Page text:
Markel: Each case of M.S. is different, but in general, M.S. is an autoimmune disease afflicting the central nervous system. Basically, one's immune system damages the protective insulation surrounding nerves in the brain, spinal cord and even the nerves responsible for sight, (optic nerves) -- the myelin sheath -- which leads to a disruption of how the brain communicates with the rest of the body.
It can range from mild to severe in its symptoms. In the latter situation, a patient can become blind or paralyzed depending upon where in the central nervous system the disease attacks. Moreover, the disease in an individual can be unpredictable in progression and manifestation. Symptoms may suddenly appear and persist or may quickly resolve. It can go dormant for months or years without so much as a flare-up.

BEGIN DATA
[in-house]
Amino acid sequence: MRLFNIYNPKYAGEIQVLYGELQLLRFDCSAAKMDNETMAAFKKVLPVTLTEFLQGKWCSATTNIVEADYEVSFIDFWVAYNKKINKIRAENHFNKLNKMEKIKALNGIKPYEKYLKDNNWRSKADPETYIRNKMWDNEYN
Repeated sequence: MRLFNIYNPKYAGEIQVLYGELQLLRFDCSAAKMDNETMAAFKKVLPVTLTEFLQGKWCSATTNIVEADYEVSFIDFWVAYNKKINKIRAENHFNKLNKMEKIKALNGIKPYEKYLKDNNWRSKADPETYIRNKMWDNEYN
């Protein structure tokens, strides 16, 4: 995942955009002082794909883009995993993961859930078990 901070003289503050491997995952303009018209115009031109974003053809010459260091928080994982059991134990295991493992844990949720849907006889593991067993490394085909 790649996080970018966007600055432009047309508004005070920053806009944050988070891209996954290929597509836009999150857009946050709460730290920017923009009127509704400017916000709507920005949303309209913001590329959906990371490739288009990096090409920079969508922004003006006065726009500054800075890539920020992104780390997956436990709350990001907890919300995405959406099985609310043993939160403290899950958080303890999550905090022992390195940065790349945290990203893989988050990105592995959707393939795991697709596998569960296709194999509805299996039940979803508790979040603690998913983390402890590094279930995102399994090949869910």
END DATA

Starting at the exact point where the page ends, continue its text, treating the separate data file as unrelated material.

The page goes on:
Other patients have symptoms that last indefinitely and progress, with serious debilitation in terms of the paralysis or dysfunction of a specific part of the body where the nerve tissue was attacked. In the worst cases, it can affect one's movement, muscle control, thought processes, balance, speech and vision.
NewsHour: What are treatments?
Markel: Up until the early 1990s, there were no real effective treatments for M.S. There exist a number of promising drugs such as Campath, a drug also used for treating leukemia that appears to kill immune cells circulating in the body of M.S. patients that are thought to be responsible for attacking the brain and spinal cord. Specific physical activities, exercise and even horseback riding (as in the case of Mrs. Romney) have been touted as helpful but there exists less data on the efficacy of those modalities. They certainly do not worsen a person's M.S.